Following on from the question from Sir Vince Cable, the third runway will, as I understand it, double the passenger capacity of Heathrow, so on what grounds does the Department for Transport believe that the public investment figures suggested by Transport for London for the connection between London and Heathrow are incorrect?
As the hon. Gentleman will be aware, Heathrow’s connectivity will be very heavily supported. It is already the beneficiary of an upgraded Piccadilly line from the east and of Crossrail, too. A lot of work is being done on western and south-western access, to say nothing of potential access from the Chilterns, which will be a matter of great interest to you, Mr Speaker. It will be well connected on the ground, as well as in the air.
Order. If colleagues feel able to focus on the narrow particulars of the urgent question that I granted, rather than on the generality of the subject, to which I did not accede, that would be very helpful to the House. Andrew Jones has now lost interest, but we look forward to hearing his mellifluous tones on another occasion. [Interruption.] No, he has not lost interest; he just does not want to contribute now. Very good—we are grateful to him.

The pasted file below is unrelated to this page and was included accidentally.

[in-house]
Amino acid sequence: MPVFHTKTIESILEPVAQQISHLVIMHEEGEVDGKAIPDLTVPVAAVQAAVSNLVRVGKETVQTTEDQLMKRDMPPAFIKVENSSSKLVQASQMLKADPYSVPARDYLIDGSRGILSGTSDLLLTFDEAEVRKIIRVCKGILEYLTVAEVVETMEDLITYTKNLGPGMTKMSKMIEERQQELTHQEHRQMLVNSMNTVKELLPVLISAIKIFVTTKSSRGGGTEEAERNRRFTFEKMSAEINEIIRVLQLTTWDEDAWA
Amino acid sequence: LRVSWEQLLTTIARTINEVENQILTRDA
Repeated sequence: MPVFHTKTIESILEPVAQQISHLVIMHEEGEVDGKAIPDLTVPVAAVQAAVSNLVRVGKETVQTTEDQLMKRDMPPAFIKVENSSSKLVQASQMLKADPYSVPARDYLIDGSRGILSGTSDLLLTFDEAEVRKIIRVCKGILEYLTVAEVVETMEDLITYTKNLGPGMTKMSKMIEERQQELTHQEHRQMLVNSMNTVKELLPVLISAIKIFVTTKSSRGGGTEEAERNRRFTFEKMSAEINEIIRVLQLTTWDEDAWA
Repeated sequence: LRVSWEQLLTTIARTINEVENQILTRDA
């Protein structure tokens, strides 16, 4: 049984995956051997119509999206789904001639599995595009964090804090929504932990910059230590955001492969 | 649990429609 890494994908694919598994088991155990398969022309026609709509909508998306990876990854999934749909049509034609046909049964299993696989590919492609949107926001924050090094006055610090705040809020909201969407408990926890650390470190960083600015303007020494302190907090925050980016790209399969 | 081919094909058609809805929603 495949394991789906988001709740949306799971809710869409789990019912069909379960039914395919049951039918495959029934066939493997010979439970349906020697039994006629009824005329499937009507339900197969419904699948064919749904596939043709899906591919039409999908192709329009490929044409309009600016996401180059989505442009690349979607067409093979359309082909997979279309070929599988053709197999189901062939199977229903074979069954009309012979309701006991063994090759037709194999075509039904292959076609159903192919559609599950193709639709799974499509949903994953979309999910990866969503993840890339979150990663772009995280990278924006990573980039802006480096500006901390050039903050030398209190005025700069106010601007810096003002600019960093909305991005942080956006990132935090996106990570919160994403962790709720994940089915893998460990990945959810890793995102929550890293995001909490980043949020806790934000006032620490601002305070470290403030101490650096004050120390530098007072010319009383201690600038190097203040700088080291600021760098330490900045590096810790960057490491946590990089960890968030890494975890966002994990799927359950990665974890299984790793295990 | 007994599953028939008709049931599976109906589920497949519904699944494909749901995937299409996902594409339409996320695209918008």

Will my hon. Friend confirm that the offers made to both other competing bids were exactly the same as is now on the table for Heathrow, that there have been no changes to the offer and that Heathrow has not been advantaged as a result?
I am not familiar with any changes of the kind my hon. Friend describes. It is true that the statements of principles were in substantially the same form for all three projects, and that is what we are presently addressing.